The association between severe nutritional depletion and chronic obstructive pulmonary disease (COPD) has long been recognized. A potential therapeutic benefit to nutritional support was previously suggested by us in a pilot investigation. Subsequent studies have reported conflicting results regarding the role of nutritional therapy in this clinical population. We report a randomized controlled study of nutritional therapy in underweight patients with COPD that combines an initial inpatient investigation (controlled nutritional support) with a prolonged outpatient follow-up interval.
Provision of adequate calorie and protein support, adjusted to metabolic requirements, resulted in weight gain (intervention = +2.4 kg versus control −0.5 kg), improved handgrip strength (intervention = +5.5 kg-force versus control −6.0 kg-force), expiratory muscle strength (intervention = +14.9 cm H2O versus control −9.2 cm H2O), and walking distance (intervention = +429 feet versus control −1.0 foot). Inspiratory muscle strength was also improved (intervention = +11.4 cm H2O versus control +4.8 cm H2O) although this did not quite reach statistical significance.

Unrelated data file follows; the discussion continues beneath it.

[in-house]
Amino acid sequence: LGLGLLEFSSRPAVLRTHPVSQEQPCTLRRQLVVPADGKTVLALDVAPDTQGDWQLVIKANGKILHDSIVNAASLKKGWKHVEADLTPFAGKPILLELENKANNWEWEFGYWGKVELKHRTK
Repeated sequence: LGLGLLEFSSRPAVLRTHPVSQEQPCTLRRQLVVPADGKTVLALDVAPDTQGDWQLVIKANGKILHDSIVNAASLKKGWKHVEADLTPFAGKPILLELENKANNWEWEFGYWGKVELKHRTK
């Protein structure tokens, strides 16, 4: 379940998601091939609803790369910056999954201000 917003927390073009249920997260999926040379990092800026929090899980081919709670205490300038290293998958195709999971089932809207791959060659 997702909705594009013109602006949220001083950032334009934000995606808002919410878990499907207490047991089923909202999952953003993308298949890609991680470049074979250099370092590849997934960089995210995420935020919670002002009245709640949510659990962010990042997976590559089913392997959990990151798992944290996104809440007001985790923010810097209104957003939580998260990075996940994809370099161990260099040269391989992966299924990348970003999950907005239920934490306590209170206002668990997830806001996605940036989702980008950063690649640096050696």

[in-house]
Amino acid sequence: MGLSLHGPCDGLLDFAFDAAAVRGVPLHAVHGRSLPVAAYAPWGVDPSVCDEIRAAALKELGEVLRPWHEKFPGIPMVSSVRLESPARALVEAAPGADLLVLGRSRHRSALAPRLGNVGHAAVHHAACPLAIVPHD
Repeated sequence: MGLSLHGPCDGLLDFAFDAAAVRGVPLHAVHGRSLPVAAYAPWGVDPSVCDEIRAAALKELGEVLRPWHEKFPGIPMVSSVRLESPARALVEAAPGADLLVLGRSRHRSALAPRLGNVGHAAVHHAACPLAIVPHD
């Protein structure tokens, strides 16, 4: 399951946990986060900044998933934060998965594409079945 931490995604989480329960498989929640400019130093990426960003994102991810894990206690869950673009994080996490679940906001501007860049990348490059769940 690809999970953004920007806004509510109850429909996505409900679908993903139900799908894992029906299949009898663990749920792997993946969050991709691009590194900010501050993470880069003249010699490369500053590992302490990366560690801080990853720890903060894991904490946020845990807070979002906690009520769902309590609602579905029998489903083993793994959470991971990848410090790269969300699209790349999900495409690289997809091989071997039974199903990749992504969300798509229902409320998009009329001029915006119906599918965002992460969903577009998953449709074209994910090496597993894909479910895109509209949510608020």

We conclude that provision of adequate nutrient supply under controlled conditions results in significant clinical improvements in the COPD patient population. However, the intervention is costly, time-intensive, and of limited therapeutic magnitude. More detailed work of alternative outpatient strategies combined with additional rehabilitative measures is indicated to delineate the full therapeutic potential of nutritional support for this clinical population.